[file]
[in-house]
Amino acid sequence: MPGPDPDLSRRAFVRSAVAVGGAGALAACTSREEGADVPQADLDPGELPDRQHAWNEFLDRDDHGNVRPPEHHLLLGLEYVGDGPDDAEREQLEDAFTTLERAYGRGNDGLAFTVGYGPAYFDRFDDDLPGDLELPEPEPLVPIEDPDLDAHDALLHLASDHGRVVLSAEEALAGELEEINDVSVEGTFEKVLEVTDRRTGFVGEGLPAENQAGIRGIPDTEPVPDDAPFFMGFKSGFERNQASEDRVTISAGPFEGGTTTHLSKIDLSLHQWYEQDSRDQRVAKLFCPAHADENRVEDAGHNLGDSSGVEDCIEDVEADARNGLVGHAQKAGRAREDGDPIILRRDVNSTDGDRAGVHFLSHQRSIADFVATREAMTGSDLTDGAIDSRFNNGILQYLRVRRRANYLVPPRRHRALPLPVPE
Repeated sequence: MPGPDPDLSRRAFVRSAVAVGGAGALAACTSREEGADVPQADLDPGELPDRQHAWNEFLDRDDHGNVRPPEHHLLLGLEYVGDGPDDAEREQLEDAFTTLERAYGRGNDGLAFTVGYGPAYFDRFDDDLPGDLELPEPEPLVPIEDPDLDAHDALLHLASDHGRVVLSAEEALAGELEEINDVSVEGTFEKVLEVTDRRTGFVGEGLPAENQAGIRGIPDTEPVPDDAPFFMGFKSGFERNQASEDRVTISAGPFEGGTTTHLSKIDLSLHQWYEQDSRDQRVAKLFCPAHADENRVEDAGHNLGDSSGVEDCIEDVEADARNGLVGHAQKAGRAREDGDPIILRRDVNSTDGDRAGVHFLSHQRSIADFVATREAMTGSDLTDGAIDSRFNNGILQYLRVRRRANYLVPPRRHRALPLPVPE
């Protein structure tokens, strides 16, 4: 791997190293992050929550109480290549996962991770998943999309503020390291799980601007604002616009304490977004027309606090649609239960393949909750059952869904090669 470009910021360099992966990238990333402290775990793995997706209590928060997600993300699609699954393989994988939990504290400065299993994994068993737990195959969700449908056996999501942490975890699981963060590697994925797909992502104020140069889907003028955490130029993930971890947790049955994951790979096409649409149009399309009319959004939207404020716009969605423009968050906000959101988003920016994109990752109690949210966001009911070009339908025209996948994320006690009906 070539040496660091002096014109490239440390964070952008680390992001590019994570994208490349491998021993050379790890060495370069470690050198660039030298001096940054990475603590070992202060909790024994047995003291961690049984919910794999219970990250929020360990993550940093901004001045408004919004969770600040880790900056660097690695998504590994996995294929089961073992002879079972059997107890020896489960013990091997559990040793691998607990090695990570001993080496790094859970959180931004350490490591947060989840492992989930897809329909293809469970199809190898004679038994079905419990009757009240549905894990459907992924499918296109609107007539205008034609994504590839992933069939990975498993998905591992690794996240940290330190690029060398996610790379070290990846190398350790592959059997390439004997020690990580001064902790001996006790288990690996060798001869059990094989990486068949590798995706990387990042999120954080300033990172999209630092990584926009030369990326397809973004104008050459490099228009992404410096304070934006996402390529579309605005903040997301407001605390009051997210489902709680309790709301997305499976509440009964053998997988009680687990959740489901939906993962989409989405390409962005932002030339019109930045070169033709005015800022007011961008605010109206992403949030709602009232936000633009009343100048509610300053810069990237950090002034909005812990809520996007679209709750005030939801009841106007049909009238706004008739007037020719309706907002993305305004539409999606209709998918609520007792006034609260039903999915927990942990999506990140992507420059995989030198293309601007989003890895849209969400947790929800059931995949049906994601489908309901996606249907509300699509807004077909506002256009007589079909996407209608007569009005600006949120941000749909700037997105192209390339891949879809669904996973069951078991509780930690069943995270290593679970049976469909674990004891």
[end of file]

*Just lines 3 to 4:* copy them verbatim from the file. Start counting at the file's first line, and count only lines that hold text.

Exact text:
Repeated sequence: MPGPDPDLSRRAFVRSAVAVGGAGALAACTSREEGADVPQADLDPGELPDRQHAWNEFLDRDDHGNVRPPEHHLLLGLEYVGDGPDDAEREQLEDAFTTLERAYGRGNDGLAFTVGYGPAYFDRFDDDLPGDLELPEPEPLVPIEDPDLDAHDALLHLASDHGRVVLSAEEALAGELEEINDVSVEGTFEKVLEVTDRRTGFVGEGLPAENQAGIRGIPDTEPVPDDAPFFMGFKSGFERNQASEDRVTISAGPFEGGTTTHLSKIDLSLHQWYEQDSRDQRVAKLFCPAHADENRVEDAGHNLGDSSGVEDCIEDVEADARNGLVGHAQKAGRAREDGDPIILRRDVNSTDGDRAGVHFLSHQRSIADFVATREAMTGSDLTDGAIDSRFNNGILQYLRVRRRANYLVPPRRHRALPLPVPE
């Protein structure tokens, strides 16, 4: 791997190293992050929550109480290549996962991770998943999309503020390291799980601007604002616009304490977004027309606090649609239960393949909750059952869904090669 470009910021360099992966990238990333402290775990793995997706209590928060997600993300699609699954393989994988939990504290400065299993994994068993737990195959969700449908056996999501942490975890699981963060590697994925797909992502104020140069889907003028955490130029993930971890947790049955994951790979096409649409149009399309009319959004939207404020716009969605423009968050906000959101988003920016994109990752109690949210966001009911070009339908025209996948994320006690009906 070539040496660091002096014109490239440390964070952008680390992001590019994570994208490349491998021993050379790890060495370069470690050198660039030298001096940054990475603590070992202060909790024994047995003291961690049984919910794999219970990250929020360990993550940093901004001045408004919004969770600040880790900056660097690695998504590994996995294929089961073992002879079972059997107890020896489960013990091997559990040793691998607990090695990570001993080496790094859970959180931004350490490591947060989840492992989930897809329909293809469970199809190898004679038994079905419990009757009240549905894990459907992924499918296109609107007539205008034609994504590839992933069939990975498993998905591992690794996240940290330190690029060398996610790379070290990846190398350790592959059997390439004997020690990580001064902790001996006790288990690996060798001869059990094989990486068949590798995706990387990042999120954080300033990172999209630092990584926009030369990326397809973004104008050459490099228009992404410096304070934006996402390529579309605005903040997301407001605390009051997210489902709680309790709301997305499976509440009964053998997988009680687990959740489901939906993962989409989405390409962005932002030339019109930045070169033709005015800022007011961008605010109206992403949030709602009232936000633009009343100048509610300053810069990237950090002034909005812990809520996007679209709750005030939801009841106007049909009238706004008739007037020719309706907002993305305004539409999606209709998918609520007792006034609260039903999915927990942990999506990140992507420059995989030198293309601007989003890895849209969400947790929800059931995949049906994601489908309901996606249907509300699509807004077909506002256009007589079909996407209608007569009005600006949120941000749909700037997105192209390339891949879809669904996973069951078991509780930690069943995270290593679970049976469909674990004891």